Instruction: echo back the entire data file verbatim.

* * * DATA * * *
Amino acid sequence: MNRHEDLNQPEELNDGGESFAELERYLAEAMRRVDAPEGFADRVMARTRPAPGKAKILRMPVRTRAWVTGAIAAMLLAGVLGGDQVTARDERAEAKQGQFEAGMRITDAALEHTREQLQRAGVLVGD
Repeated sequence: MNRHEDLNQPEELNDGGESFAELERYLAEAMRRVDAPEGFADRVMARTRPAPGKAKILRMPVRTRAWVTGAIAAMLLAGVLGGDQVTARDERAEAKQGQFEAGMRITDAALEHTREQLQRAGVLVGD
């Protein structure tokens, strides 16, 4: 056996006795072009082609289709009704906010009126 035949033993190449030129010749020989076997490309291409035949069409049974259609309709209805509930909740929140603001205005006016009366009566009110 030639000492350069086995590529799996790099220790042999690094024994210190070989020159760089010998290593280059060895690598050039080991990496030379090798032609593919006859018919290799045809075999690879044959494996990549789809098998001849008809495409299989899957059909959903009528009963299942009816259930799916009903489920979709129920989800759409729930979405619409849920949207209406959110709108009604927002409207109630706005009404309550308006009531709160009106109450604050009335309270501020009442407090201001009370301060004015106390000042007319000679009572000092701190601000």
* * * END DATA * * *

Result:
Amino acid sequence: MNRHEDLNQPEELNDGGESFAELERYLAEAMRRVDAPEGFADRVMARTRPAPGKAKILRMPVRTRAWVTGAIAAMLLAGVLGGDQVTARDERAEAKQGQFEAGMRITDAALEHTREQLQRAGVLVGD
Repeated sequence: MNRHEDLNQPEELNDGGESFAELERYLAEAMRRVDAPEGFADRVMARTRPAPGKAKILRMPVRTRAWVTGAIAAMLLAGVLGGDQVTARDERAEAKQGQFEAGMRITDAALEHTREQLQRAGVLVGD
């Protein structure tokens, strides 16, 4: 056996006795072009082609289709009704906010009126 035949033993190449030129010749020989076997490309291409035949069409049974259609309709209805509930909740929140603001205005006016009366009566009110 030639000492350069086995590529799996790099220790042999690094024994210190070989020159760089010998290593280059060895690598050039080991990496030379090798032609593919006859018919290799045809075999690879044959494996990549789809098998001849008809495409299989899957059909959903009528009963299942009816259930799916009903489920979709129920989800759409729930979405619409849920949207209406959110709108009604927002409207109630706005009404309550308006009531709160009106109450604050009335309270501020009442407090201001009370301060004015106390000042007319000679009572000092701190601000």